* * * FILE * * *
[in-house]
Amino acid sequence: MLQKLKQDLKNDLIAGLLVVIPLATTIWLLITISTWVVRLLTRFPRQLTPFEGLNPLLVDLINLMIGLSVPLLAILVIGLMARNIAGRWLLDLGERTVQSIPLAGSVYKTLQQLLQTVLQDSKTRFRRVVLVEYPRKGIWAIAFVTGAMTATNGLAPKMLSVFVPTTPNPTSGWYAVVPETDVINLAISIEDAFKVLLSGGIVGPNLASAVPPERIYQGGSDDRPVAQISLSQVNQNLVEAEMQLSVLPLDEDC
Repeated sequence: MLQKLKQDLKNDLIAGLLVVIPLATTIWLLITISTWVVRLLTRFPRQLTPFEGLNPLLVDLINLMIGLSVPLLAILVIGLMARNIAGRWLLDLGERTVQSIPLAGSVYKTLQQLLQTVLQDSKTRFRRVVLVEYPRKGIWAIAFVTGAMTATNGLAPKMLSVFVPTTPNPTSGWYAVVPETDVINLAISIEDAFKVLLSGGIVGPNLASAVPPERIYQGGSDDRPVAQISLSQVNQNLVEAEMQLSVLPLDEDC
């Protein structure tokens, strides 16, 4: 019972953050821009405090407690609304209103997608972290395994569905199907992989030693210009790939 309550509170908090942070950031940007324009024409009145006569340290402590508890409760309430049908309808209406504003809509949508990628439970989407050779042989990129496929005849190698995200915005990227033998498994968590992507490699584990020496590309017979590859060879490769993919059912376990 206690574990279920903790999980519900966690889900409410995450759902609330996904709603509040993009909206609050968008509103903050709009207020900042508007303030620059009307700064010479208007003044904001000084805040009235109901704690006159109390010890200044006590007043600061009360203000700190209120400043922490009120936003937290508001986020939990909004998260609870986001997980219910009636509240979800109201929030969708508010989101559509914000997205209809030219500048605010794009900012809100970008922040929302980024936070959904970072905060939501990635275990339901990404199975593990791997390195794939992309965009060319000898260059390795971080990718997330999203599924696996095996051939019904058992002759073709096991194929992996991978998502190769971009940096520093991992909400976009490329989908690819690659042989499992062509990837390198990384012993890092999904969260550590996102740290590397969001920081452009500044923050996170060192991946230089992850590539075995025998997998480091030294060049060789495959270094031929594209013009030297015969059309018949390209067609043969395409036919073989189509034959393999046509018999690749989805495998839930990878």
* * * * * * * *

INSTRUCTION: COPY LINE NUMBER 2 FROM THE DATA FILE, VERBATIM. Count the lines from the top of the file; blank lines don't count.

Amino acid sequence: MLQKLKQDLKNDLIAGLLVVIPLATTIWLLITISTWVVRLLTRFPRQLTPFEGLNPLLVDLINLMIGLSVPLLAILVIGLMARNIAGRWLLDLGERTVQSIPLAGSVYKTLQQLLQTVLQDSKTRFRRVVLVEYPRKGIWAIAFVTGAMTATNGLAPKMLSVFVPTTPNPTSGWYAVVPETDVINLAISIEDAFKVLLSGGIVGPNLASAVPPERIYQGGSDDRPVAQISLSQVNQNLVEAEMQLSVLPLDEDC